Sometimes our brains need a rest in this crazy-paced world, and creativity needs a little downtime to percolate ideas that are just under the surface.
Farming has a concept that lends itself to creativity. Fields are left fallow for a season, which means they are ploughed but left unplanted to rejuvenate. Fallow is characterised by inactivity.
I have just had a fallow month because I had just about burnt out by the end of 2009. I spent 3 weeks in Europe and:
- Checked email twice in 3 weeks and hardly responded to anyone
- Didn’t carry a mobile phone
- Didn’t check or update Twitter, Facebook or LinkedIn for weeks
- Didn’t read any blogs
- Scheduled my blog posts so I didn’t need to get online at all
- Did not have access to the internet, or seek it out for 3 weeks
- I read lots of fiction in between sightseeing around London, Venice and Rome with my husband and spent Christmas with my Dad near Oxford. A Northern Hemisphere winter holiday!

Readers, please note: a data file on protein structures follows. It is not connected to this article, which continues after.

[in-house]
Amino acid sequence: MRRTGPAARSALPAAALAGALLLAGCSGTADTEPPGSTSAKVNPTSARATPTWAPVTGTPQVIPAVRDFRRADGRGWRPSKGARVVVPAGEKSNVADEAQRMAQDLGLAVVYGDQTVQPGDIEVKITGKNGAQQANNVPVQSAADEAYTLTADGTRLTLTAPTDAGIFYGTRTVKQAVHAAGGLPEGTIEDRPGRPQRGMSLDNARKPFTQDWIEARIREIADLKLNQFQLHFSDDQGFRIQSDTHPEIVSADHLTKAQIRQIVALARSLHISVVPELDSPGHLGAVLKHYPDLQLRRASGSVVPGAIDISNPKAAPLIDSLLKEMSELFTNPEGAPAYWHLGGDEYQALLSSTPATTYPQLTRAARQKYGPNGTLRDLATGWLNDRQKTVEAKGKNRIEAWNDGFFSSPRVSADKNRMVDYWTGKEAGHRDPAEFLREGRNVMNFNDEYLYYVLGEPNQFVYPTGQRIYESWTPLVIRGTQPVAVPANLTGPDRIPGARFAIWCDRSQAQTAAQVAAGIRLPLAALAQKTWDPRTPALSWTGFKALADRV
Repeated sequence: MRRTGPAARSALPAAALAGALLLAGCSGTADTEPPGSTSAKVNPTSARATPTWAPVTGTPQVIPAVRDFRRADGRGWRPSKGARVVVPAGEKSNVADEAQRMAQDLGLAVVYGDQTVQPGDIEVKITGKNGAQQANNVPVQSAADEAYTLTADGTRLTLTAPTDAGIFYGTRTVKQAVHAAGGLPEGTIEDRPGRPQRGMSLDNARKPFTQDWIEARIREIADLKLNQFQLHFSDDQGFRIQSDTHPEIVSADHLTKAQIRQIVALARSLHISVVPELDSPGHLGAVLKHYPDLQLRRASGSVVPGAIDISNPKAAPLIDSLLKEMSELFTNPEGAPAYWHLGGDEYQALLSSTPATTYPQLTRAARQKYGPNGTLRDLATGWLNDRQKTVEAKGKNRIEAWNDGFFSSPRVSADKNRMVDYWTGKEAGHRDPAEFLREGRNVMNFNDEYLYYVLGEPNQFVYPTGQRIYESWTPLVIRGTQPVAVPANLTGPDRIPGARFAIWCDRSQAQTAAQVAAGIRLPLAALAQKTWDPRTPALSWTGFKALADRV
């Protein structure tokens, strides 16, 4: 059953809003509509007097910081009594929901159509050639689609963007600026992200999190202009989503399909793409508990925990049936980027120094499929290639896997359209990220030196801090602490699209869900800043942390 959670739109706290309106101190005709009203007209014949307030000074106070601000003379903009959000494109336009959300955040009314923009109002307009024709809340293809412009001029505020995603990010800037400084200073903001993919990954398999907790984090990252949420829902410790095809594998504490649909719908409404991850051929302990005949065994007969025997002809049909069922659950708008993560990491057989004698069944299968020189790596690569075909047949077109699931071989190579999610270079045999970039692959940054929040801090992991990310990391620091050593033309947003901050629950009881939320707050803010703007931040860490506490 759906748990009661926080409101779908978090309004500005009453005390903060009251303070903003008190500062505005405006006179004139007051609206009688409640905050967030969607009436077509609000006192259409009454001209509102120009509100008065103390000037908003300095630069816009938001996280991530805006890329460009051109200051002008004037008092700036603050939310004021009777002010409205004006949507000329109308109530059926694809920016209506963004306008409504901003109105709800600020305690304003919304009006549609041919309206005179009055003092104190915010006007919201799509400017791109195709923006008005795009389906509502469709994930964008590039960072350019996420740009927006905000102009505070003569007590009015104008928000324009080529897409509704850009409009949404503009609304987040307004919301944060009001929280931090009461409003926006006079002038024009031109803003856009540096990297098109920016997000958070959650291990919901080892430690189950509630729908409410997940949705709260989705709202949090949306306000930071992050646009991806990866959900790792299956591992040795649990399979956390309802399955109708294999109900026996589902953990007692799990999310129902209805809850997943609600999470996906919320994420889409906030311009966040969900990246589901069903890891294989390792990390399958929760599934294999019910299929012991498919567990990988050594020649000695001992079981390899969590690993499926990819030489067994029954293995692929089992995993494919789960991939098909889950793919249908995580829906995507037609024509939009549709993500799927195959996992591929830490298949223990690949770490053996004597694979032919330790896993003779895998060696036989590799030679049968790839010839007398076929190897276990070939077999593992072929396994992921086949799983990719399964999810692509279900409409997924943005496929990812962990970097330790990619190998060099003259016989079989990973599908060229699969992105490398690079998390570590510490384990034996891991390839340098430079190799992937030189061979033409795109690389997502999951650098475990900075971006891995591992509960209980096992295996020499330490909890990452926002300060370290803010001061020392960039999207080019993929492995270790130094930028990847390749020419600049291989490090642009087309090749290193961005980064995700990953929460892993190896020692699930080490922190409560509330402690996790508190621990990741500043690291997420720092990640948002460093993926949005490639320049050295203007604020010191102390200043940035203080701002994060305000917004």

Yes, this is coming from someone who just said everyone should embrace technology!
But there is a need for balance.
We all need time for periods of achievement, hard work and creative acceleration as well as time to relax, day dream and let the masses of information in our brains come up with new ideas. I feel like I am ready to get going and achieve my goals for the year ahead after the break. I needed some time off to gather the energy to start on these again after a mammoth 2009.
Have you had time to let your mind lie fallow? Have you had a break? Are you full of energy and ready to achieve in 2010? (or do you need to set aside some time to have a break now?)
This marvelous TED video shows designer Stefan Sagmeister talking about taking sabbaticals every 7 years. He describes how the ideas he generates in that year directly provide him with the creativity he needs for his business. It has a direct financial correlation. Of course, not all of us can drop everything and take a sabbatical year, but how about a few weeks?